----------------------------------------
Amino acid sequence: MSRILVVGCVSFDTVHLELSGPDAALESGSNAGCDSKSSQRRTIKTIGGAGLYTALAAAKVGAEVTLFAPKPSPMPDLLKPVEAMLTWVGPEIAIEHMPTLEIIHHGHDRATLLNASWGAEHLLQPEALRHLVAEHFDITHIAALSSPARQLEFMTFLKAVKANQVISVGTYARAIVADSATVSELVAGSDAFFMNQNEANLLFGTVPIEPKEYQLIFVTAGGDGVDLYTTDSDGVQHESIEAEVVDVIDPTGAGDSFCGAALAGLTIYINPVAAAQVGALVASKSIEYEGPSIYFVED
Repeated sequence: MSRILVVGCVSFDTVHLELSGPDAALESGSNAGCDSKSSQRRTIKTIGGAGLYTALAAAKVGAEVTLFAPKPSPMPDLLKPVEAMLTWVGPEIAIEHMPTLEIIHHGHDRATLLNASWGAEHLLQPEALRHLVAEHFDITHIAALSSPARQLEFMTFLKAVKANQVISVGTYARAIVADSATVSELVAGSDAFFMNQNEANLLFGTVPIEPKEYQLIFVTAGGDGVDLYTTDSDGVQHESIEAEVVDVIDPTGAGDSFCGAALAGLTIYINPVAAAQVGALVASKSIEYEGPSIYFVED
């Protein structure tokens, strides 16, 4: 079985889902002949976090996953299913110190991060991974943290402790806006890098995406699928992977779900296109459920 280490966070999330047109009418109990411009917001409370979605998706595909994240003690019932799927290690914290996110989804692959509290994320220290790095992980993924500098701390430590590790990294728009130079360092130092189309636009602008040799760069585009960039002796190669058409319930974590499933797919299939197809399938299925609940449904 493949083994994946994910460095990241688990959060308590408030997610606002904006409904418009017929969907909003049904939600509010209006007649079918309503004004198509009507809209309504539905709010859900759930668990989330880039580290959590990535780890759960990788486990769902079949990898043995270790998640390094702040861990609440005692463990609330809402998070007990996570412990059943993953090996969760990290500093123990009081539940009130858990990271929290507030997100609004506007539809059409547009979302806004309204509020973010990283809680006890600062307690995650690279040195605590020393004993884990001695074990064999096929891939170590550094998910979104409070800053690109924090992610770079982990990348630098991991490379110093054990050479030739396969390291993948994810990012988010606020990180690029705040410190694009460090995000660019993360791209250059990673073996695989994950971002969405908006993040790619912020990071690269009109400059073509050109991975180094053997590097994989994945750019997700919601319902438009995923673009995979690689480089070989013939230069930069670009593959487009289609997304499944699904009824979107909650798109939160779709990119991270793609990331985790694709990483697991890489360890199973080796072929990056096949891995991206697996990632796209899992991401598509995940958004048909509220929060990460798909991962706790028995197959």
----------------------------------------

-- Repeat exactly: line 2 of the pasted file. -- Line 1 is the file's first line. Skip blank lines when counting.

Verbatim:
Repeated sequence: MSRILVVGCVSFDTVHLELSGPDAALESGSNAGCDSKSSQRRTIKTIGGAGLYTALAAAKVGAEVTLFAPKPSPMPDLLKPVEAMLTWVGPEIAIEHMPTLEIIHHGHDRATLLNASWGAEHLLQPEALRHLVAEHFDITHIAALSSPARQLEFMTFLKAVKANQVISVGTYARAIVADSATVSELVAGSDAFFMNQNEANLLFGTVPIEPKEYQLIFVTAGGDGVDLYTTDSDGVQHESIEAEVVDVIDPTGAGDSFCGAALAGLTIYINPVAAAQVGALVASKSIEYEGPSIYFVED